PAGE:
Tempo prediction: 5 stars
In the 1820s, a frontiersman, Hugh Glass, sets out on a path of vengeance against those who left him for dead after a bear mauling.
Gossip: Shot chronologically on an 80-day schedule that takes place over a total principal-photography-time-period of 9 months. This unusually long production time is due to the cold weather conditions, the remoteness of the locations and director¬†Alejandro Gonz√°lez I√Ī√°rritu‘s and cinematographer¬†Emmanuel Lubezki‘s aesthetic to shoot only with natural light for maximum realism. Only a few shooting hours are available every day and have to be carefully planned in advance.
Directed by: Alejandro Gonz√°lez I√Ī√°rritu
Fathers and Daughters
Tempo prediction: 4 Stars
A Pulitzer-winning writer grapples with being a widower and father after a mental breakdown, while 27 years later his grown daughter struggles to forge connections of her own.
Gossip: The screenplay for this film was featured in the 2012 Blacklist; a list of the “most liked” unmade scripts of the year.
Directed by: Gabriele Muccino
13 Hours: The Secret Soldiers of Benghazi
Genre: Action, Drama, Thriller
Tempo prediction: 4 1/2 stars
The true story of an American Ambassador is killed during an attack at a U.S. compound in Libya as a security team struggles to make sense out of the chaos.
Gossip: This is the actual account of three former special forces members contracted to protect a US government facility in Benghazi, Libya. The attacks lasted over 13 hours and led to the death of US Ambassador Chris Stevens, information officer Sean Smith and two other contractors.
Directed by: Michael Bay
Cast: John Krasinski, Max Martini, Pablo Schreiber
The Hateful Eight
Tempo prediction: 4 1/2 stars
In post-Civil War Wyoming, bounty hunters try to find shelter during a blizzard but get involved in a plot of betrayal and deception. Will they survive?
Gossip: This film plot‚Äôs heavily references many important historic realities that occurred in the years following the Civil War; including tension and rivalry between Union and Confederate veterans, the attitude over abolishing slavery and granting blacks equal rights. It also touches on the economic struggles of the southern states and the assassination of Abraham Lincoln.
Directed by: Quentin Tarantino
Cast: Channing Tatum, Samuel L. Jackson, Jennifer Jason Leigh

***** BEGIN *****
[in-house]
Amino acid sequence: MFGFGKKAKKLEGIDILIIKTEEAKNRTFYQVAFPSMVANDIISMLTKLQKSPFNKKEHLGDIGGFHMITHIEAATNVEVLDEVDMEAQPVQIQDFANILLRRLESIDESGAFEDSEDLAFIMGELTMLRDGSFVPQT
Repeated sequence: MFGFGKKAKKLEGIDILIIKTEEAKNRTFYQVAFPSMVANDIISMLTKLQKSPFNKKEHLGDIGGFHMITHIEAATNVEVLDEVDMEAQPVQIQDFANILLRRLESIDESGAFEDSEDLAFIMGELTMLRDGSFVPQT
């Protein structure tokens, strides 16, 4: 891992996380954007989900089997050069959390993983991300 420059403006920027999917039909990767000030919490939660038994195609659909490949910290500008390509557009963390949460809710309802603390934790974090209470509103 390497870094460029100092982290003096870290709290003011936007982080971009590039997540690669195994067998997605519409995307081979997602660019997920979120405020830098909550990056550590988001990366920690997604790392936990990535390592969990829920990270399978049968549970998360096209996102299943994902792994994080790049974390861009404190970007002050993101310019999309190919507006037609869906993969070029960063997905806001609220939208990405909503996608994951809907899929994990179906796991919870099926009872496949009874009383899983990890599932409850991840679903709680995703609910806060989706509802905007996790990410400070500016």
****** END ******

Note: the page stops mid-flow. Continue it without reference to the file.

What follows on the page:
by Aleece Smith
Life is about knowing how to take a hit
Ashby is a coming-of-age story about a boy in a generic suburbia. However that may sound to you, writer/director Tony McNamara has delivered a story that feels more accurate than most other films of that genre. His characters are the key to that authenticity. While each of them have quirks, no one among the main characters becomes a caricature. The title role is played by Mickey Rourke who is a straight-talking older guy with some kind of mysterious, messed-up past. We find out more about his story when the likable neighbor kid, Ed (played by Nat Wolff), injects himself into the older man’s life. Ed isn’t the typical obvious movie teenager- he’s angsty, but not too angsty; he’s a coward, but not in the transparent; and he‚Äôs self-conscious in the way of teens in movie portrayals. Ed’s character is rounded out by interactions with his mom, June (Sarah Silverman), whose dating life gives us a backdrop against which to measure Ed’s progress in the coming-of-age timeline.
With Ashby, the emotional investment is light and the dialogue remains in the realm of fun-to-listen-to throughout the movie. If January temps are too chilly to tempt you outdoors, bundle up and head to see Ashby.
The Stanford Prison Experiment: On Blu-ray:
In the early 1970s, a psychology professor at Stanford University led a study on the psychological effects of being a prisoner or prison guard in a simulated prison block on the Stanford campus. He paid students to be either prisoners or guards. The results were so dramatic that the study did not last for even half of its scheduled duration.
Even though many of the actors bear an uncanny resemblance to the study‚Äôs participants, it doesn’t seem like Kyle Patrick Alvarez’s dramatic reenactment of the study captures the full horror of what happened during that week in August. But that’s okay; just a shadow of how easily we can slip into the complacence and depravity that runs rampant in the world is disturbing enough.
Get ready for some semi-heavy introspection. This film raises so many questions. Like, whose rules are you following and why? Who’s stirring the pot? What does your freedom look like? Under what circumstances are you willing to compromise your freedom? How much of your freedom are you willing to compromise? What defines you? How strongly do you think you hold to your convictions? And most importantly, how do you know any of that?